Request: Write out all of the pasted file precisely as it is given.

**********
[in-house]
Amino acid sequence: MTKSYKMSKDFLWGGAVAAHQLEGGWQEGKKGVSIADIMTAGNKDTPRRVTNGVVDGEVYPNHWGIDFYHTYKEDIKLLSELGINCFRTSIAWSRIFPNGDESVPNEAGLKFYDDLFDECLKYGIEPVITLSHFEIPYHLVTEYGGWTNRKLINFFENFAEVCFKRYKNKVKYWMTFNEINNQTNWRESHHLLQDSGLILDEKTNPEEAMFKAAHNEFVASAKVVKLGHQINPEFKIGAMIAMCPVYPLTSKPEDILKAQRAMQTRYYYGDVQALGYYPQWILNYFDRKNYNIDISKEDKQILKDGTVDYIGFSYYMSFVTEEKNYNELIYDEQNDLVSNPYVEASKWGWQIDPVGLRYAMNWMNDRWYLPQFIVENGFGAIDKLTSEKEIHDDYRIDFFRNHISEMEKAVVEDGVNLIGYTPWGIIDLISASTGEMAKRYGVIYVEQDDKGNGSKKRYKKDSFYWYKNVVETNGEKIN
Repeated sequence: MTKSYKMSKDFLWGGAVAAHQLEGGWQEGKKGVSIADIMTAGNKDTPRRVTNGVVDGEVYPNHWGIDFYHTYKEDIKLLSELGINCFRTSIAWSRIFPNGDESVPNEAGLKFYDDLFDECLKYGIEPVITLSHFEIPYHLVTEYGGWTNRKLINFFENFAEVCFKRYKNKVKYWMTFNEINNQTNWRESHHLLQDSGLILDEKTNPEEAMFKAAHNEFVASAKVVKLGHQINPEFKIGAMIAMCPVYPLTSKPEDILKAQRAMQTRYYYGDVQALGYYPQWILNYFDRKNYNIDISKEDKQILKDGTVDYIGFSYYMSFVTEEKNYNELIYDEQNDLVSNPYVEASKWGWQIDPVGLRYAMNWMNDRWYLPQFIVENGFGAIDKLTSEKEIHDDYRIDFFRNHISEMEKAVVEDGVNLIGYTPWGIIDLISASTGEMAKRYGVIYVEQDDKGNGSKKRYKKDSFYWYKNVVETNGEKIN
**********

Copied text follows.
[in-house]
Amino acid sequence: MTKSYKMSKDFLWGGAVAAHQLEGGWQEGKKGVSIADIMTAGNKDTPRRVTNGVVDGEVYPNHWGIDFYHTYKEDIKLLSELGINCFRTSIAWSRIFPNGDESVPNEAGLKFYDDLFDECLKYGIEPVITLSHFEIPYHLVTEYGGWTNRKLINFFENFAEVCFKRYKNKVKYWMTFNEINNQTNWRESHHLLQDSGLILDEKTNPEEAMFKAAHNEFVASAKVVKLGHQINPEFKIGAMIAMCPVYPLTSKPEDILKAQRAMQTRYYYGDVQALGYYPQWILNYFDRKNYNIDISKEDKQILKDGTVDYIGFSYYMSFVTEEKNYNELIYDEQNDLVSNPYVEASKWGWQIDPVGLRYAMNWMNDRWYLPQFIVENGFGAIDKLTSEKEIHDDYRIDFFRNHISEMEKAVVEDGVNLIGYTPWGIIDLISASTGEMAKRYGVIYVEQDDKGNGSKKRYKKDSFYWYKNVVETNGEKIN
Repeated sequence: MTKSYKMSKDFLWGGAVAAHQLEGGWQEGKKGVSIADIMTAGNKDTPRRVTNGVVDGEVYPNHWGIDFYHTYKEDIKLLSELGINCFRTSIAWSRIFPNGDESVPNEAGLKFYDDLFDECLKYGIEPVITLSHFEIPYHLVTEYGGWTNRKLINFFENFAEVCFKRYKNKVKYWMTFNEINNQTNWRESHHLLQDSGLILDEKTNPEEAMFKAAHNEFVASAKVVKLGHQINPEFKIGAMIAMCPVYPLTSKPEDILKAQRAMQTRYYYGDVQALGYYPQWILNYFDRKNYNIDISKEDKQILKDGTVDYIGFSYYMSFVTEEKNYNELIYDEQNDLVSNPYVEASKWGWQIDPVGLRYAMNWMNDRWYLPQFIVENGFGAIDKLTSEKEIHDDYRIDFFRNHISEMEKAVVEDGVNLIGYTPWGIIDLISASTGEMAKRYGVIYVEQDDKGNGSKKRYKKDSFYWYKNVVETNGEKIN